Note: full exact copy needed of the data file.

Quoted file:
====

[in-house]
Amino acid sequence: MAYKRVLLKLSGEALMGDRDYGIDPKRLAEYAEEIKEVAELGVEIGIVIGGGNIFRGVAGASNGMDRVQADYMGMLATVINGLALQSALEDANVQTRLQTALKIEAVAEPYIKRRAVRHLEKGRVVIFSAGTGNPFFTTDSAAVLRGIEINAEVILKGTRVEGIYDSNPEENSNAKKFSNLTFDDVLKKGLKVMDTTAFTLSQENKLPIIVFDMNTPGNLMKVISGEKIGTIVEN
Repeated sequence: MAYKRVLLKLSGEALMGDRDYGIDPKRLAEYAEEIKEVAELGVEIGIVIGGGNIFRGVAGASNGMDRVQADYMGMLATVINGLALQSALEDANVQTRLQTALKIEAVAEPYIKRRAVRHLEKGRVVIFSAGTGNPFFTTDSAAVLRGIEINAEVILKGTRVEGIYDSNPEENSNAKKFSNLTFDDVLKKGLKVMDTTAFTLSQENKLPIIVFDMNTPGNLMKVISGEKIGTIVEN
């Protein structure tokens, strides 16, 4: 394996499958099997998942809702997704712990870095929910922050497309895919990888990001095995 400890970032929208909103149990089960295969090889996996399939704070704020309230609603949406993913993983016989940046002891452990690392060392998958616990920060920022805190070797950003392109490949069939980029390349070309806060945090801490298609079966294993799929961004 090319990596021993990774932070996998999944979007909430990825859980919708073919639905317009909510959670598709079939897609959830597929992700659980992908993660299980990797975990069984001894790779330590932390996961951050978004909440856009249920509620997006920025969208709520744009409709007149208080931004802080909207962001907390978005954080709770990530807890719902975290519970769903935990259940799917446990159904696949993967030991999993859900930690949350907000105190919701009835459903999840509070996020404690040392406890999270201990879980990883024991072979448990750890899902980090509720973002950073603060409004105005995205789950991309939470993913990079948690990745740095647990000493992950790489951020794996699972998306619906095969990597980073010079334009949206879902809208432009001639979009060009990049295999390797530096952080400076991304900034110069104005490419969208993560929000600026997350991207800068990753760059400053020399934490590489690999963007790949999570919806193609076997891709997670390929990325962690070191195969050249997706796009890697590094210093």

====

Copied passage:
[in-house]
Amino acid sequence: MAYKRVLLKLSGEALMGDRDYGIDPKRLAEYAEEIKEVAELGVEIGIVIGGGNIFRGVAGASNGMDRVQADYMGMLATVINGLALQSALEDANVQTRLQTALKIEAVAEPYIKRRAVRHLEKGRVVIFSAGTGNPFFTTDSAAVLRGIEINAEVILKGTRVEGIYDSNPEENSNAKKFSNLTFDDVLKKGLKVMDTTAFTLSQENKLPIIVFDMNTPGNLMKVISGEKIGTIVEN
Repeated sequence: MAYKRVLLKLSGEALMGDRDYGIDPKRLAEYAEEIKEVAELGVEIGIVIGGGNIFRGVAGASNGMDRVQADYMGMLATVINGLALQSALEDANVQTRLQTALKIEAVAEPYIKRRAVRHLEKGRVVIFSAGTGNPFFTTDSAAVLRGIEINAEVILKGTRVEGIYDSNPEENSNAKKFSNLTFDDVLKKGLKVMDTTAFTLSQENKLPIIVFDMNTPGNLMKVISGEKIGTIVEN
């Protein structure tokens, strides 16, 4: 394996499958099997998942809702997704712990870095929910922050497309895919990888990001095995 400890970032929208909103149990089960295969090889996996399939704070704020309230609603949406993913993983016989940046002891452990690392060392998958616990920060920022805190070797950003392109490949069939980029390349070309806060945090801490298609079966294993799929961004 090319990596021993990774932070996998999944979007909430990825859980919708073919639905317009909510959670598709079939897609959830597929992700659980992908993660299980990797975990069984001894790779330590932390996961951050978004909440856009249920509620997006920025969208709520744009409709007149208080931004802080909207962001907390978005954080709770990530807890719902975290519970769903935990259940799917446990159904696949993967030991999993859900930690949350907000105190919701009835459903999840509070996020404690040392406890999270201990879980990883024991072979448990750890899902980090509720973002950073603060409004105005995205789950991309939470993913990079948690990745740095647990000493992950790489951020794996699972998306619906095969990597980073010079334009949206879902809208432009001639979009060009990049295999390797530096952080400076991304900034110069104005490419969208993560929000600026997350991207800068990753760059400053020399934490590489690999963007790949999570919806193609076997891709997670390929990325962690070191195969050249997706796009890697590094210093």